Nashville, of course, is most known as a country music town, a genre she did toy with previously. "When I was around fourteen I absolutely considered [country music]. I play piano and guitar and usually start writing most of my songs that way, so it could've gone either way production-wise," she says. "However, it never felt totally natural to me to make country music as an artist. I grew up in south Florida, and it wasn't the music I grew up on, but I have such a deep respect and appreciation for the storytelling aspect of the genre."
Take a listen to "Cinnamon Gum" below:
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Happy birthday to the world's biggest genre
On this day in 1973, Clive Campbell, the Jamaican-American "selector" known as DJ Kool Herc, hosted a "back to school jam" at 1520 Sedgewick Avenue in the Boogie Down Bronx of New York City.
Armed with a booming sound system and reggae beats, Herc– a shortened nickname for "Hercules"– commanded insatiable audiences across the South Bronx with his unique looping technique called the "Merry-Go Round." "[I knew that] they were waiting for this particular break," Herc later said, "and I got a couple of records that got the same break up in it. I wonder how it would be if I put them all together."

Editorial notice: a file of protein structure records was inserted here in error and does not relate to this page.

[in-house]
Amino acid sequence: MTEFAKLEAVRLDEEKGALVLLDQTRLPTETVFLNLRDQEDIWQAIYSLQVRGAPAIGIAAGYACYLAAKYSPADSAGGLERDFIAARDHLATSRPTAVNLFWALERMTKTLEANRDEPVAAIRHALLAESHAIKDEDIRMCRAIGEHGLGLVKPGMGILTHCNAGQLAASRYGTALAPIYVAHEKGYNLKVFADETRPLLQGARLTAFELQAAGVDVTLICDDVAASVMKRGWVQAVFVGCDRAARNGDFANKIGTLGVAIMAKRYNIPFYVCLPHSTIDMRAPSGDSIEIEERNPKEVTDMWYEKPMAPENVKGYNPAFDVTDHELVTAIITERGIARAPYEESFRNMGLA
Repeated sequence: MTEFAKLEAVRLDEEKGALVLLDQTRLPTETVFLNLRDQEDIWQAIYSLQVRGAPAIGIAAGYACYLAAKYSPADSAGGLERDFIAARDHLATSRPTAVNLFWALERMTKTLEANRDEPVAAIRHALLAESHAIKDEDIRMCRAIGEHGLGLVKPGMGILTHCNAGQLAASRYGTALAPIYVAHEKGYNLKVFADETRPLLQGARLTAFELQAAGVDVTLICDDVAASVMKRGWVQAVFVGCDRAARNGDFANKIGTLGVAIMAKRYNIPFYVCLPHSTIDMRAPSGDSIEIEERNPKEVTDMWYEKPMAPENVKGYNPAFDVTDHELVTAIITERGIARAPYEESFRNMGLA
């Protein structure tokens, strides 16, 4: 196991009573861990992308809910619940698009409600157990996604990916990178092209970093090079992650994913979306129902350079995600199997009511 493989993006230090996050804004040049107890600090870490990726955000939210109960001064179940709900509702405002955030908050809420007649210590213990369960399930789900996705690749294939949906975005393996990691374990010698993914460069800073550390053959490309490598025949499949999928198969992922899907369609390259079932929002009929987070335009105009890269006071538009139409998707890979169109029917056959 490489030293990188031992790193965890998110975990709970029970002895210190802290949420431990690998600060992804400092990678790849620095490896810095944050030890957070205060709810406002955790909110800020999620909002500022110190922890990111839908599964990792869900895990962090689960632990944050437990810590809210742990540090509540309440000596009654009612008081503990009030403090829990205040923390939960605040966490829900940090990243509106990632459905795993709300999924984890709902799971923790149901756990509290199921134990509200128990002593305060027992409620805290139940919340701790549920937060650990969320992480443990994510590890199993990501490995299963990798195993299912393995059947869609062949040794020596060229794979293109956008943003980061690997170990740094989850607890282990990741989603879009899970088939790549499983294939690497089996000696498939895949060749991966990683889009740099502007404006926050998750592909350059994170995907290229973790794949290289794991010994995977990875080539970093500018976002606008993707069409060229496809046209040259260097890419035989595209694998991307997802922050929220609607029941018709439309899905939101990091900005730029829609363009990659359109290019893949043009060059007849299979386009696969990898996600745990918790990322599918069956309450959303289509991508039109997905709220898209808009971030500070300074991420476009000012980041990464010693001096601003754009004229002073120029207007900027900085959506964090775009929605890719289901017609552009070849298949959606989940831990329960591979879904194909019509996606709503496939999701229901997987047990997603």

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Raymond's popularity sheds light on a bizarre underside of the Animal Crossing fandom.
Raymond is a smug cat who highlights his heterochromatic eyes with hipster glasses.
He is essentially the same exact character as every other Animal Crossing villager with a "Smug" personality type, but again, and this is very important, Raymond is a cat with heterochromatic eyes and hipster glasses. As such, he has completely broken the Animal Crossing community.